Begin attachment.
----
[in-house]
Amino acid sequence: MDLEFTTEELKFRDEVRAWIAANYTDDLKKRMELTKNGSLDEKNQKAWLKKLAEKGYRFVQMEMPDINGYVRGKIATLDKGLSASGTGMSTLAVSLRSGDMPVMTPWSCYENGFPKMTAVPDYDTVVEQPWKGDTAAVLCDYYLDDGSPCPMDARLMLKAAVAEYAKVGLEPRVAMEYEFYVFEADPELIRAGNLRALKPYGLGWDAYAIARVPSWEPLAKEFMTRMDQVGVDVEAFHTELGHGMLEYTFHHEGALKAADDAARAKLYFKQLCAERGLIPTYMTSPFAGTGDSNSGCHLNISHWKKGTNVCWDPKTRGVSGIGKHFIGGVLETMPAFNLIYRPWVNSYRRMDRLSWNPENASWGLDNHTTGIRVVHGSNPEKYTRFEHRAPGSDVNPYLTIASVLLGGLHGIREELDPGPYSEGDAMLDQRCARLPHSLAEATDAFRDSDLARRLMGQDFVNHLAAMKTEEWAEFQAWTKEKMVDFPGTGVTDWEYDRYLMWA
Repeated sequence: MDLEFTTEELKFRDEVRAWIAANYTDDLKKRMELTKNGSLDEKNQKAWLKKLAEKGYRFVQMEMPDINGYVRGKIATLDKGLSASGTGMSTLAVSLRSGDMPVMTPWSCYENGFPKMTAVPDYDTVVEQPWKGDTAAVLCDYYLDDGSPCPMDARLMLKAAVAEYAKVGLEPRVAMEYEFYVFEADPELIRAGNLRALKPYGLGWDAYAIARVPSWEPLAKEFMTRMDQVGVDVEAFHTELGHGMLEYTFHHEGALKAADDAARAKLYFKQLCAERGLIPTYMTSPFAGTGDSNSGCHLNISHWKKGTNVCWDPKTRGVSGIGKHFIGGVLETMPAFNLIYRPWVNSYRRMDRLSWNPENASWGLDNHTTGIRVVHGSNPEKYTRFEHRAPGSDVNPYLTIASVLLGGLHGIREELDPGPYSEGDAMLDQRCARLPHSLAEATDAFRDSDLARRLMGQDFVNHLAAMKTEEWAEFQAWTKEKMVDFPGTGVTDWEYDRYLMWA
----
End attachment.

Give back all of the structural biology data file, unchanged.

[in-house]
Amino acid sequence: MDLEFTTEELKFRDEVRAWIAANYTDDLKKRMELTKNGSLDEKNQKAWLKKLAEKGYRFVQMEMPDINGYVRGKIATLDKGLSASGTGMSTLAVSLRSGDMPVMTPWSCYENGFPKMTAVPDYDTVVEQPWKGDTAAVLCDYYLDDGSPCPMDARLMLKAAVAEYAKVGLEPRVAMEYEFYVFEADPELIRAGNLRALKPYGLGWDAYAIARVPSWEPLAKEFMTRMDQVGVDVEAFHTELGHGMLEYTFHHEGALKAADDAARAKLYFKQLCAERGLIPTYMTSPFAGTGDSNSGCHLNISHWKKGTNVCWDPKTRGVSGIGKHFIGGVLETMPAFNLIYRPWVNSYRRMDRLSWNPENASWGLDNHTTGIRVVHGSNPEKYTRFEHRAPGSDVNPYLTIASVLLGGLHGIREELDPGPYSEGDAMLDQRCARLPHSLAEATDAFRDSDLARRLMGQDFVNHLAAMKTEEWAEFQAWTKEKMVDFPGTGVTDWEYDRYLMWA
Repeated sequence: MDLEFTTEELKFRDEVRAWIAANYTDDLKKRMELTKNGSLDEKNQKAWLKKLAEKGYRFVQMEMPDINGYVRGKIATLDKGLSASGTGMSTLAVSLRSGDMPVMTPWSCYENGFPKMTAVPDYDTVVEQPWKGDTAAVLCDYYLDDGSPCPMDARLMLKAAVAEYAKVGLEPRVAMEYEFYVFEADPELIRAGNLRALKPYGLGWDAYAIARVPSWEPLAKEFMTRMDQVGVDVEAFHTELGHGMLEYTFHHEGALKAADDAARAKLYFKQLCAERGLIPTYMTSPFAGTGDSNSGCHLNISHWKKGTNVCWDPKTRGVSGIGKHFIGGVLETMPAFNLIYRPWVNSYRRMDRLSWNPENASWGLDNHTTGIRVVHGSNPEKYTRFEHRAPGSDVNPYLTIASVLLGGLHGIREELDPGPYSEGDAMLDQRCARLPHSLAEATDAFRDSDLARRLMGQDFVNHLAAMKTEEWAEFQAWTKEKMVDFPGTGVTDWEYDRYLMWA